I would encourage all publishers of e-books to make a print-on-demand version available as well, and to donate both print and electronic copies to several major numismatic and non-numismatic libraries to ensure the long-term survival of the work.
Since he's just published a couple electronic works, I asked Roger Burdette if he'd considered making his books available on something like Lulu.com so people could make hardcopies if they want to. His take is that "the product quality is (in my opinion) low. Also, anything that makes the material dependent on a commercial enterprise is high risk."
Well, there is always the risk that the chosen print-on-demand provider will go out of business someday, but if some hardcopies are produced before that happens then at least the works will still exist in a book format that will likely outlive any given electronic format. The print quality may not be the best, but even a moderate quality physical book has some advantages over an ephemeral electronic version. Ultimately, this is a question for every author to grapple with. I did confirm with Roger however, that every buyer of his electronic books is free to print hardcopies of the files for their own use.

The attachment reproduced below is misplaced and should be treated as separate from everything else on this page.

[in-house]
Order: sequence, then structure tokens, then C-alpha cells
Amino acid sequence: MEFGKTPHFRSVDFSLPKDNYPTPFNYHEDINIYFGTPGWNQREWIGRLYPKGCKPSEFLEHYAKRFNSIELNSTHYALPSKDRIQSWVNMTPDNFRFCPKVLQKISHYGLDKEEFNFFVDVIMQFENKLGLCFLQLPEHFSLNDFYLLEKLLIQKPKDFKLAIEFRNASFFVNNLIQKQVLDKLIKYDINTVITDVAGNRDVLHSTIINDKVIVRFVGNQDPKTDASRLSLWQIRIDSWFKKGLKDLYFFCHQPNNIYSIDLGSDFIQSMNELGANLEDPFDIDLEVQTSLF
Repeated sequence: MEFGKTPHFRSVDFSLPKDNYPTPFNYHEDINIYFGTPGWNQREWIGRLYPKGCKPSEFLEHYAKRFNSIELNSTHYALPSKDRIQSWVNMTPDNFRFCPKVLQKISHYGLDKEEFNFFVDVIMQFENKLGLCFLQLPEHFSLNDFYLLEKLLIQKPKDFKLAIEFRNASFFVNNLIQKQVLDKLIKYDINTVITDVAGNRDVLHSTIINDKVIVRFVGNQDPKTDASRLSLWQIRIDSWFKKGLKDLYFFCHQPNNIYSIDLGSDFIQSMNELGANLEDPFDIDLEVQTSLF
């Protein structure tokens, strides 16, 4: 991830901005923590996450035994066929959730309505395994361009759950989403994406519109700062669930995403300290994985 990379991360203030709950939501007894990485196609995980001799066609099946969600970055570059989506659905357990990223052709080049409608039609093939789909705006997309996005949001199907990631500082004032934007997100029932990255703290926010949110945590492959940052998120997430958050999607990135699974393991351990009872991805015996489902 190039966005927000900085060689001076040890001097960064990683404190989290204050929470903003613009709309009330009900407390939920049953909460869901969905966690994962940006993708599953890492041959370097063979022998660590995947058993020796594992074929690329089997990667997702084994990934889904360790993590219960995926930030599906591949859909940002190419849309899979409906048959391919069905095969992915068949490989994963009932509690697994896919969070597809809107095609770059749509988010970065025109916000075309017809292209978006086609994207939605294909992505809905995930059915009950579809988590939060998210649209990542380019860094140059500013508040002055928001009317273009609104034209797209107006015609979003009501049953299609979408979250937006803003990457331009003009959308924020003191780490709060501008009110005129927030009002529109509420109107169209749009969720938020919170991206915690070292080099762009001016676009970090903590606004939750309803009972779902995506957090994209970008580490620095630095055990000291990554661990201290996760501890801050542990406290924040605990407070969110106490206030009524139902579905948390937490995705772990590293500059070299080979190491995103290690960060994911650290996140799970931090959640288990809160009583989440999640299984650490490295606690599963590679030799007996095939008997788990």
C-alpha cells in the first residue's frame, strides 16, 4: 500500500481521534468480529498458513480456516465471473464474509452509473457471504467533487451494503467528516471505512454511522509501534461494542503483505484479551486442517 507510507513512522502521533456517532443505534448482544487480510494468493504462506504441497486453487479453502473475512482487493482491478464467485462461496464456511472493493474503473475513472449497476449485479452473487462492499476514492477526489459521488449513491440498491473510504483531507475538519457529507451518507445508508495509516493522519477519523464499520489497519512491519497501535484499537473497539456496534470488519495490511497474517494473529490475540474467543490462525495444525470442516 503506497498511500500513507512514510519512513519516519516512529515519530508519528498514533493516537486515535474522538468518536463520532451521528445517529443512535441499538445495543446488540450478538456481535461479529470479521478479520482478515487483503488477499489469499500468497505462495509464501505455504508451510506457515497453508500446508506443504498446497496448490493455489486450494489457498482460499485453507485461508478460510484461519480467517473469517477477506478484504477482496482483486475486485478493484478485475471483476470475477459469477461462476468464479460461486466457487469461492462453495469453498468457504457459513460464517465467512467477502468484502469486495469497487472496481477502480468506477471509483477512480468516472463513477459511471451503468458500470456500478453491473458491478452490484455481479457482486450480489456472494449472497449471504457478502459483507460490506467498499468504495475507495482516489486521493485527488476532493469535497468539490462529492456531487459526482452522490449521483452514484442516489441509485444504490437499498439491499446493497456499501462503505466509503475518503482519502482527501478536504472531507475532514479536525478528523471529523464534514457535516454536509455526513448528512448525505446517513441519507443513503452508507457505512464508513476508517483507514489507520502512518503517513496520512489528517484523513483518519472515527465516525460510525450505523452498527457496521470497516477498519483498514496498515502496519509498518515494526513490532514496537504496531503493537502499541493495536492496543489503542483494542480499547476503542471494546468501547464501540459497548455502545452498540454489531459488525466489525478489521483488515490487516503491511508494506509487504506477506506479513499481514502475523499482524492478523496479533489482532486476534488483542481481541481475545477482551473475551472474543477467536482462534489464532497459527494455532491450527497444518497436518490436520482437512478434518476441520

Roger Burdette adds:
One of the key factors is including an ISBN for publications. This allows copies to be located, even if there are only a few in existance. As far as obsolete formats, that is a possibility; however, by using a "generic" format such as PDF and standard media (CD, DVD) that is in wide use, obsolescence is minimized. I'd also recommend depositing archive electronic and paper copies with some long-term institutions such as ANA or ANS or a major university.